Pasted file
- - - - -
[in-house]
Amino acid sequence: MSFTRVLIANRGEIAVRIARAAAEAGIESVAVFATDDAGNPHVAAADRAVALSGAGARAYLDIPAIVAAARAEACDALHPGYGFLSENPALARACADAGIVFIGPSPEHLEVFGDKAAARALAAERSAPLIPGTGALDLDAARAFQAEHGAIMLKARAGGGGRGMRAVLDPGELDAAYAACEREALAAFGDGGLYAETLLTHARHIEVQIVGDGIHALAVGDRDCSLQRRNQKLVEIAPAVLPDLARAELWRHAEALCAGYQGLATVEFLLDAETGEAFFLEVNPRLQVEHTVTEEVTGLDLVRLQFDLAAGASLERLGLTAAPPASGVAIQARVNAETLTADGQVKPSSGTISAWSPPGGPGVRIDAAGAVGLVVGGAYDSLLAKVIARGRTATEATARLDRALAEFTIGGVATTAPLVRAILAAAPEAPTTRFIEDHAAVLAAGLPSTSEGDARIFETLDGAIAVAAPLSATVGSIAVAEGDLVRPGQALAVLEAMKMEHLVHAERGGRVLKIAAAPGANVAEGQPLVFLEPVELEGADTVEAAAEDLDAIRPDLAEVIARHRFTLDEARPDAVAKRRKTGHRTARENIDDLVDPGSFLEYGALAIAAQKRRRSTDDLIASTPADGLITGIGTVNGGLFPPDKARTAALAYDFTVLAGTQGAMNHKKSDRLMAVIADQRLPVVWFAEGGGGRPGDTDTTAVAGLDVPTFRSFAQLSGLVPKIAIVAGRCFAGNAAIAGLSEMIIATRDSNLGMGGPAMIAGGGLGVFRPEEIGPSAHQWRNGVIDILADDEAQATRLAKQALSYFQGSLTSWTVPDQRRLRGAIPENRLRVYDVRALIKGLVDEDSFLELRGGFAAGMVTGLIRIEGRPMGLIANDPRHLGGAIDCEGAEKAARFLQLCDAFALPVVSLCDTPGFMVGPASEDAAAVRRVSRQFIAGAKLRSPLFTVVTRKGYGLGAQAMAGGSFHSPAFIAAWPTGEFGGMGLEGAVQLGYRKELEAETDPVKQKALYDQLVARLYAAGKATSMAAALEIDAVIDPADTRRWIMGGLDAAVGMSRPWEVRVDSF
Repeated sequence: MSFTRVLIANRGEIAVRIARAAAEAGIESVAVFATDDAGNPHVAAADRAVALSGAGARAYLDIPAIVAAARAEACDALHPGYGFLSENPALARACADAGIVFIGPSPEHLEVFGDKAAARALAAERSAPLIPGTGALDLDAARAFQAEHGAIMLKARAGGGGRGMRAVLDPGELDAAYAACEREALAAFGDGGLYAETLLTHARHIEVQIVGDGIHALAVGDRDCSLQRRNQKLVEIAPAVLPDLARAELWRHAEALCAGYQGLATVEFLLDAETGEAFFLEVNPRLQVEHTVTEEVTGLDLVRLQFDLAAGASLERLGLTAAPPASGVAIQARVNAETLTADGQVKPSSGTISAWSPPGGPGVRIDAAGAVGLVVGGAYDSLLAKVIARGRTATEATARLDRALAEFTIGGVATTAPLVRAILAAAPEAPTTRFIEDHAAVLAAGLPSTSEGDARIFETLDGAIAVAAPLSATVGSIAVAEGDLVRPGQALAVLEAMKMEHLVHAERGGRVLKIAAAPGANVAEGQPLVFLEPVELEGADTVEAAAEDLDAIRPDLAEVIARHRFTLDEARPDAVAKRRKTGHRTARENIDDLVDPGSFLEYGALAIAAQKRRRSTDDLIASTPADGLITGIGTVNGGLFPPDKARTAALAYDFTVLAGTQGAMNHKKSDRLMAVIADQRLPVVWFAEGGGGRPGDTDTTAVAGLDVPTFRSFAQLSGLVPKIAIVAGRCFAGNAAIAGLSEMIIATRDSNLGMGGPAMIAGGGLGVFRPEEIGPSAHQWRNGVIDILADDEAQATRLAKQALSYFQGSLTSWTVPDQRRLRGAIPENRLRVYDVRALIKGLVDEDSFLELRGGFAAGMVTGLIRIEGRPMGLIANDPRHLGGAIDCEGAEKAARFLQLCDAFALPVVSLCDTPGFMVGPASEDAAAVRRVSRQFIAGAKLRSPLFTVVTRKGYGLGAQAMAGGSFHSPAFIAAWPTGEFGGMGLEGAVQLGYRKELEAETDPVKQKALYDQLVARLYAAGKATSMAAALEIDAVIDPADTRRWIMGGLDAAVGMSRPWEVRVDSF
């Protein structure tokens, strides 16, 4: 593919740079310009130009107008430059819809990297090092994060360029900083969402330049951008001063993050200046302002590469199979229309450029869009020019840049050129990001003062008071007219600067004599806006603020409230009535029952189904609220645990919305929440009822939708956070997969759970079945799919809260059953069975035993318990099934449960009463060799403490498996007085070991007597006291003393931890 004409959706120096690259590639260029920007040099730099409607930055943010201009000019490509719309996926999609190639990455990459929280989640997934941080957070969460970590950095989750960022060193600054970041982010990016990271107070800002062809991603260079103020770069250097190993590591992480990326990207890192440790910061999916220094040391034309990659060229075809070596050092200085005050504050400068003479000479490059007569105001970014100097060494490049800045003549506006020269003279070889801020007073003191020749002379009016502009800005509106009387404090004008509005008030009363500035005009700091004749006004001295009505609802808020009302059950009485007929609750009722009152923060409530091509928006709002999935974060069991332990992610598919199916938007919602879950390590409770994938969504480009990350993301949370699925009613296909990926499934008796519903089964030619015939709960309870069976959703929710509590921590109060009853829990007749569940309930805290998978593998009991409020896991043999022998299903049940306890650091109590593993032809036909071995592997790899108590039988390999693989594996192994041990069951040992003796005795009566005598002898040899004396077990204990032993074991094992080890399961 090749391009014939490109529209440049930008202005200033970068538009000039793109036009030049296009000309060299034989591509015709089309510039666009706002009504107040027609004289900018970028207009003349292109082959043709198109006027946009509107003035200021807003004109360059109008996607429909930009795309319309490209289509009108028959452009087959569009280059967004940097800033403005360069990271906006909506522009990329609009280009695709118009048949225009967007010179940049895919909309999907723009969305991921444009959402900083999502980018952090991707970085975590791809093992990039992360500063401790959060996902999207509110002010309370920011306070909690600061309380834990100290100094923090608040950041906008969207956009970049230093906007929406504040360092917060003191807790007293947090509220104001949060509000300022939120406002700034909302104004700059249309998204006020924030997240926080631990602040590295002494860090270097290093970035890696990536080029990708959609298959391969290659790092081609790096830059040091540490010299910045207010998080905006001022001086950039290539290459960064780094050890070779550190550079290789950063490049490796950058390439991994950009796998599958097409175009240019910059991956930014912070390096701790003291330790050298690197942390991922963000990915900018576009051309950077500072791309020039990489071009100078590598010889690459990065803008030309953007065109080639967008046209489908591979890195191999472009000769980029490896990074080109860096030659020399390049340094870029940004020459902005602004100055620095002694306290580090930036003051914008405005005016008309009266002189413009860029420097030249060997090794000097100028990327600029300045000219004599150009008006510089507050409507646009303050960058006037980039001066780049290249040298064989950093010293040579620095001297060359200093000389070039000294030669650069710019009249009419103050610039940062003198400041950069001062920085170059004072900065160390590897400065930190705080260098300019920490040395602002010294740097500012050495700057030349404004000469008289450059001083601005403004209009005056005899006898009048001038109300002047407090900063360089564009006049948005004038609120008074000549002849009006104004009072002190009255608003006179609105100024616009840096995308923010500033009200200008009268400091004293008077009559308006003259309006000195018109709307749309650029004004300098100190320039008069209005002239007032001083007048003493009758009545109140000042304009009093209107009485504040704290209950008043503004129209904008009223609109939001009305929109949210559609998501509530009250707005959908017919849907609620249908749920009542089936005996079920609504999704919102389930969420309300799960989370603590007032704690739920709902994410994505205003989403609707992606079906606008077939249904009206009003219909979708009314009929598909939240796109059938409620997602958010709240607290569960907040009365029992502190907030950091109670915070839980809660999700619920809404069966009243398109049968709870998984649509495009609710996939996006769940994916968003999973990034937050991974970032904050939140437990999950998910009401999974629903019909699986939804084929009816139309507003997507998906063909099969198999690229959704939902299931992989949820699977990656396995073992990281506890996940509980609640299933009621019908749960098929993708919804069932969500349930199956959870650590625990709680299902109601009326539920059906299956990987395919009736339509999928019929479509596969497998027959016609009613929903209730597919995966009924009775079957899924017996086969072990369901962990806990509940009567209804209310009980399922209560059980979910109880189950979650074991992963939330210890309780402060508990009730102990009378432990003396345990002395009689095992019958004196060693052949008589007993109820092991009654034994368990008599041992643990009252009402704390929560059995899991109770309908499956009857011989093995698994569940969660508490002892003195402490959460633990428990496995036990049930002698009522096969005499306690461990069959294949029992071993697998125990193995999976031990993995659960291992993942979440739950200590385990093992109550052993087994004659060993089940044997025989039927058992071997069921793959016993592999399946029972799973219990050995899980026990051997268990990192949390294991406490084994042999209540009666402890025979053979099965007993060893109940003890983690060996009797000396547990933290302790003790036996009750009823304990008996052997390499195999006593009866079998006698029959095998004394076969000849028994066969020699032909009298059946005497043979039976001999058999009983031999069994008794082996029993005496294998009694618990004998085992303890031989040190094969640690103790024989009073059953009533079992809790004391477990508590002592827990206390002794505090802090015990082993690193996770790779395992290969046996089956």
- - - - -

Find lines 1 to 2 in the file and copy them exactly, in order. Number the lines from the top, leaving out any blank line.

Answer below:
[in-house]
Amino acid sequence: MSFTRVLIANRGEIAVRIARAAAEAGIESVAVFATDDAGNPHVAAADRAVALSGAGARAYLDIPAIVAAARAEACDALHPGYGFLSENPALARACADAGIVFIGPSPEHLEVFGDKAAARALAAERSAPLIPGTGALDLDAARAFQAEHGAIMLKARAGGGGRGMRAVLDPGELDAAYAACEREALAAFGDGGLYAETLLTHARHIEVQIVGDGIHALAVGDRDCSLQRRNQKLVEIAPAVLPDLARAELWRHAEALCAGYQGLATVEFLLDAETGEAFFLEVNPRLQVEHTVTEEVTGLDLVRLQFDLAAGASLERLGLTAAPPASGVAIQARVNAETLTADGQVKPSSGTISAWSPPGGPGVRIDAAGAVGLVVGGAYDSLLAKVIARGRTATEATARLDRALAEFTIGGVATTAPLVRAILAAAPEAPTTRFIEDHAAVLAAGLPSTSEGDARIFETLDGAIAVAAPLSATVGSIAVAEGDLVRPGQALAVLEAMKMEHLVHAERGGRVLKIAAAPGANVAEGQPLVFLEPVELEGADTVEAAAEDLDAIRPDLAEVIARHRFTLDEARPDAVAKRRKTGHRTARENIDDLVDPGSFLEYGALAIAAQKRRRSTDDLIASTPADGLITGIGTVNGGLFPPDKARTAALAYDFTVLAGTQGAMNHKKSDRLMAVIADQRLPVVWFAEGGGGRPGDTDTTAVAGLDVPTFRSFAQLSGLVPKIAIVAGRCFAGNAAIAGLSEMIIATRDSNLGMGGPAMIAGGGLGVFRPEEIGPSAHQWRNGVIDILADDEAQATRLAKQALSYFQGSLTSWTVPDQRRLRGAIPENRLRVYDVRALIKGLVDEDSFLELRGGFAAGMVTGLIRIEGRPMGLIANDPRHLGGAIDCEGAEKAARFLQLCDAFALPVVSLCDTPGFMVGPASEDAAAVRRVSRQFIAGAKLRSPLFTVVTRKGYGLGAQAMAGGSFHSPAFIAAWPTGEFGGMGLEGAVQLGYRKELEAETDPVKQKALYDQLVARLYAAGKATSMAAALEIDAVIDPADTRRWIMGGLDAAVGMSRPWEVRVDSF